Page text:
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 user 2010-04-26 at 10:46:59 am Views: 84
  • #23614

    As Eastman Kodak Co.
    struggles to turn itself around, a patent countersuit brought against it
    by Apple Inc. highlights the camera and printer maker’s continuing
    reliance on income from its intellectual-property patents.In a claim
    filed Thursday, Apple charged that Kodak has been using the computer
    maker’s digital-processing technology. Kodak filed lawsuits against
    Apple and BlackBerry maker Research In Motion Ltd. earlier this year,
    and they are pending.

    Kodak moved late to digital technologies,
    and it has been trying to catch up under Chief Executive Antonio Perez, a
    former Hewlett-Packard Co. executive who joined Kodak in 2003 and
    became CEO in 2005. Amid restructuring and efforts to build new
    businesses, Kodak has reported only one full-year profit—in 2007—since
    2004.In recent years, aggressive litigation has become an increasingly
    important part of Kodak’s corporate strategy. Income from patent-suit
    settlements—including $550 million from Samsung Electronics Co. and more
    than $400 million from LG Electronics Inc. in the past 12 months—has
    helped to support Kodak as it struggles to complete the switch from film
    to digital technologies.

    But some analysts fear that Kodak is
    running out of companies to sue and that its intellectual-property
    income can’t cushion its operational turnaround much longer. The
    majority of the deals Kodak has struck have been nonrecurring, lump-sum
    arrangements.”At this point from the standpoint of type of [intellectual
    property], the low-hanging fruit has been picked,” said Shannon Cross, a
    Cross Research analyst.A Kodak spokesman responded that the company’s
    operational turnaround is succeeding and that its profitability is
    improving. He added that Kodak has a “rich patent portfolio” and has
    other licensing opportunities. He declined to be specific.Although Kodak
    invented the digital camera in 1975, it didn’t move quickly to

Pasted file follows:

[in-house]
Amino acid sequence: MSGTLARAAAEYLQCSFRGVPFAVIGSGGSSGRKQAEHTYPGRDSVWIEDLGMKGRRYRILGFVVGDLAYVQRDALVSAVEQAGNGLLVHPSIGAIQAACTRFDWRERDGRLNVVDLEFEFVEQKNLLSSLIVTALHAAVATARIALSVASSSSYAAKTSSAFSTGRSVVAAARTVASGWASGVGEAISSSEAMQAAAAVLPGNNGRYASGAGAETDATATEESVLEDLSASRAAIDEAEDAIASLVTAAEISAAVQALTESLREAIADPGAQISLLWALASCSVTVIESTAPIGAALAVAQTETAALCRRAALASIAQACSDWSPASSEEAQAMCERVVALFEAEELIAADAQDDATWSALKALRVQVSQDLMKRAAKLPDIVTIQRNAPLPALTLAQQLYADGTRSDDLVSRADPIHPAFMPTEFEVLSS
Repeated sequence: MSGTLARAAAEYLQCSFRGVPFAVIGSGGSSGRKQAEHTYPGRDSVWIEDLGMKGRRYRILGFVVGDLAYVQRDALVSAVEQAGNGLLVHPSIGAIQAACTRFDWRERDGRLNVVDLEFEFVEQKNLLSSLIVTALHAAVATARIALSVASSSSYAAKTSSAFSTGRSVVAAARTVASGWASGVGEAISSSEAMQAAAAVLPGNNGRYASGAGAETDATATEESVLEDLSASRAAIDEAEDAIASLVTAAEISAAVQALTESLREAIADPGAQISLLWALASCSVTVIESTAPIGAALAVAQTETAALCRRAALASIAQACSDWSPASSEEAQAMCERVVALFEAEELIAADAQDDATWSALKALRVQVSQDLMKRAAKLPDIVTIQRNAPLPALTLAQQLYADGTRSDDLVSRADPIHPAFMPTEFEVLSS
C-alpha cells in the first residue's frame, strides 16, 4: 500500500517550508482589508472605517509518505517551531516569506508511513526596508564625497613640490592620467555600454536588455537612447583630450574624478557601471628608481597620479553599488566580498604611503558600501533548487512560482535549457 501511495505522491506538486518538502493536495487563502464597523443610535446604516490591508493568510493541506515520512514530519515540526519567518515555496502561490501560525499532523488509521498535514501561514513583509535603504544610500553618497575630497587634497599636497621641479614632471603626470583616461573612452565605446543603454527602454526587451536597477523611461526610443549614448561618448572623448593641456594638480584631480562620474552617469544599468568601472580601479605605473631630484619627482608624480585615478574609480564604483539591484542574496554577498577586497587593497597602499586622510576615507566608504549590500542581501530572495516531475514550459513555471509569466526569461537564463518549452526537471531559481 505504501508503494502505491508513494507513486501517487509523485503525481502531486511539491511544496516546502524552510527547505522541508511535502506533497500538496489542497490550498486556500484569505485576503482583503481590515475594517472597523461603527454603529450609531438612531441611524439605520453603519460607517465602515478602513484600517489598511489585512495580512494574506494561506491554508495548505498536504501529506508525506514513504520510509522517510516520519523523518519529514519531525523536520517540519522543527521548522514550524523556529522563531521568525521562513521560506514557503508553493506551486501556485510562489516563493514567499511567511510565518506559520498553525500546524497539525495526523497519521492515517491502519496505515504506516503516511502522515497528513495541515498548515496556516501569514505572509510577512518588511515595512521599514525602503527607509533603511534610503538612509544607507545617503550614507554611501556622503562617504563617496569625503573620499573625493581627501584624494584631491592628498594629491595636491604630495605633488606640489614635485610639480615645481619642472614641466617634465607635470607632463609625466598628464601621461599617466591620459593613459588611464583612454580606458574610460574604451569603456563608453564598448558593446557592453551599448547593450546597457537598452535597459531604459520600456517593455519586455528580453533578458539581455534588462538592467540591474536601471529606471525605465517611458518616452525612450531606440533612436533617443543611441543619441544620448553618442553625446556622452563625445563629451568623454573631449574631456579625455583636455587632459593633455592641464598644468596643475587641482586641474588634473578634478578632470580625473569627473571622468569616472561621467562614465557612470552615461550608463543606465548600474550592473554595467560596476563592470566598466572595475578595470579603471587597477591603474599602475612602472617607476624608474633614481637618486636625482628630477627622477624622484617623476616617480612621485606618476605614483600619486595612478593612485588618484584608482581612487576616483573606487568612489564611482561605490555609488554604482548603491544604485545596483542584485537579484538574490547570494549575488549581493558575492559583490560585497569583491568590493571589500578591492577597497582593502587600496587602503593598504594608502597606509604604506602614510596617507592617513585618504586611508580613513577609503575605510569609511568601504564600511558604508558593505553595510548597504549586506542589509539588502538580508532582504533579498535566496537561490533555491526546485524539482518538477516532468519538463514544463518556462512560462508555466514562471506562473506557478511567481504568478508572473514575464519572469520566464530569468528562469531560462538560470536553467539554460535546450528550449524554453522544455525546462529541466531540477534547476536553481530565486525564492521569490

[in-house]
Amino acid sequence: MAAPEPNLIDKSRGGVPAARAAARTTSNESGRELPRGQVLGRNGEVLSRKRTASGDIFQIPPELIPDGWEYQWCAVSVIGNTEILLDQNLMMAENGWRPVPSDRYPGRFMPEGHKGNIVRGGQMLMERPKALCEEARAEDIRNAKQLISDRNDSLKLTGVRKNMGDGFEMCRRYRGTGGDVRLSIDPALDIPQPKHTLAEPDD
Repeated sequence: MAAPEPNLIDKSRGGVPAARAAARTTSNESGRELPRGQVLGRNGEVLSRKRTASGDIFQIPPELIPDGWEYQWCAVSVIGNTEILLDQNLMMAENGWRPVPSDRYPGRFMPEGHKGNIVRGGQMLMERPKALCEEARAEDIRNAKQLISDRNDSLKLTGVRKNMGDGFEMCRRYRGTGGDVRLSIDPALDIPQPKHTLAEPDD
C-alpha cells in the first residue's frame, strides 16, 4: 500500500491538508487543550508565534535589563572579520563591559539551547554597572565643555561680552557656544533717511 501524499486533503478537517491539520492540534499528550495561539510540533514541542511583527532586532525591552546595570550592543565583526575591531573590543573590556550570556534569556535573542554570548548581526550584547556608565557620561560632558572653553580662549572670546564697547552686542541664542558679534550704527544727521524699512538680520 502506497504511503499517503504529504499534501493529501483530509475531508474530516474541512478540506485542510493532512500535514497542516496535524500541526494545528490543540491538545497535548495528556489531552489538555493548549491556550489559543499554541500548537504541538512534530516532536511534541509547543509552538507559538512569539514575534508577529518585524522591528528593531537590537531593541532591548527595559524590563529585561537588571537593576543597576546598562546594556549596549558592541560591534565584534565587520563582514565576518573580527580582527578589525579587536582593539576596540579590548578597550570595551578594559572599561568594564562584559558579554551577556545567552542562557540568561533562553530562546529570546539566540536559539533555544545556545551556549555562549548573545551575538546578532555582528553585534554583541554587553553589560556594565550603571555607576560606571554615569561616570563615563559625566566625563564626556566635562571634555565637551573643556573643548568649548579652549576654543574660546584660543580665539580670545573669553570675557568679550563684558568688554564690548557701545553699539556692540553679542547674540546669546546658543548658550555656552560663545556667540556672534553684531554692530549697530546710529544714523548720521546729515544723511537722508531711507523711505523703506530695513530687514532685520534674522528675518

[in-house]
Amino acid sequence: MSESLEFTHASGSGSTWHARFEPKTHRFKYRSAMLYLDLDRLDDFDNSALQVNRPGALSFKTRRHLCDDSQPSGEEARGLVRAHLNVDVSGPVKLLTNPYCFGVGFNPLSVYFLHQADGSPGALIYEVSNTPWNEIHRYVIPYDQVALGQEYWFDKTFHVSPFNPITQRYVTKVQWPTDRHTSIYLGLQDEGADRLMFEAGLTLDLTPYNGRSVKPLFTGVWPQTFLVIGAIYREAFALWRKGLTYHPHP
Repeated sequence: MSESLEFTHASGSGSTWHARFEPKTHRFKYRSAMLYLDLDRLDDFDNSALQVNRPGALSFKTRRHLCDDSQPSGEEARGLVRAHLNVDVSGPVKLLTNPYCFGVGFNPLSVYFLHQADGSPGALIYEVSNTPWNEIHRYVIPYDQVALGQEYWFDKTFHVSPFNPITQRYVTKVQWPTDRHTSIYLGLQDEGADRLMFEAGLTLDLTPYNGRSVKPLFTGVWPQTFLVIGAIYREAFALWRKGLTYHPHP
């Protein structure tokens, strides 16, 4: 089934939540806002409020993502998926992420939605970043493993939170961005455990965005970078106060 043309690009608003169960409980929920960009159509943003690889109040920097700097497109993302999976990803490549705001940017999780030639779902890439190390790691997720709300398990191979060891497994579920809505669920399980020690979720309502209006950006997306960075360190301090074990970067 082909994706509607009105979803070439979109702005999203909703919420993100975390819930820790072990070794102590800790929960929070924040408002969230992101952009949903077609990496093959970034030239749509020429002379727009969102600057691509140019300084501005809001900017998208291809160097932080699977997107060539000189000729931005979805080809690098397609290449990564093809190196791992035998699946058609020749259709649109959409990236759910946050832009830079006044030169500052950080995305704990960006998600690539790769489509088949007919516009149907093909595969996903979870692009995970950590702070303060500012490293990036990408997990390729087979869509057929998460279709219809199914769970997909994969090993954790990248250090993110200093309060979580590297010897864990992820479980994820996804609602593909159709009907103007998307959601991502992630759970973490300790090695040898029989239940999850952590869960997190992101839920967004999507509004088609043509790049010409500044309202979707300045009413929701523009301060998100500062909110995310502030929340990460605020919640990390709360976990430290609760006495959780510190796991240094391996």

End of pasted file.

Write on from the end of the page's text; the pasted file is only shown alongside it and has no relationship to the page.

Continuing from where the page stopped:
commercialize it. But many of its patents are in digital imaging, and it
    began licensing intellectual property in 2000 under ex- CEO Dan Carp.

    Mr. Perez became CEO, he took a more aggressive approach. Thus, in
    2008, Kodak set a goal of generating an average of $250 million to $350
    million a year in intellectual-property licensing through 2011,
    including suit-related settlements. This year, Kodak extended that goal
    to 2012. Kodak has been able to meet the goal for the past two years and
    will do so again this year thanks to the Samsung deal. Kodak spokesman
    David Lanzillo said the company has 30 licensing agreements in place and
    both one-time and recurring deals.”This was a good bridge strategy”
    while moving to digital, said Robert Sethre, an analyst for Woodford
    Group.Indeed, since 2004, Kodak said, it has sued or struck deals with
    about a dozen electronics makers and tech companies over intellectual
    property, including Samsung, LG, Nokia Corp., Sony Corp. and Motorola

    With demand for film shrinking, Mr. Perez has also pushed
    Kodak more aggressively into digital cameras, digital picture frames and
    consumer ink-jet printers, but consumer spending has slowed amid the
    economic slump. In 2009, sales of Kodak’s Consumer Digital Imaging Group
    business fell 15% to $2.6 billion.

    Kodak also has high hopes for
    its consumer and commercial ink-jet printers, which compete against H-P
    and Canon Inc. on the higher end and Lexmark International Inc. on the
    lower end. Kodak believes it has an advantage because of its inexpensive
    ink cartridges, but it doesn’t expect its consumer and commercial
    ink-jet printer businesses to be profitable until 2011 and 2012,
    respectively. Its entertainment film business is also coming under
    pressure as more studios and theaters adopt digital cinema systems.”The
    problem is that excluding IP income generation, they are burning
    hundreds of millions of dollars in cash flow in operating businesses,”
    said Chris Whitmore, a Deutsche Bank analyst.

    Kodak’s Mr.
    Lanzillo said earnings could be higher, but the company is choosing to
    invest in technology for printers and printing-production software. He
    acknowledged that intellectual property helps to generate cash and
    earnings but said Kodak also uses it in its own products, which are
    attracting customers.

    The number of households with Kodak
    printers doubled last year to about two million on the consumer side,
    Mr. Lanzillo said. Excluding intellectual-property income, Kodak’s
    overall profitability improved by more than $100 million in the 2009
    fourth quarter compared with a year earlier, he added. For the fourth
    quarter, Kodak also swung to a profit of $443 million from a year-ago
    loss of $918 million, and sales grew 6% to $2.6 billion.”We continue to
    invest in building these new businesses,” the spokesman said “and
    customer response to these new offerings has been very strong.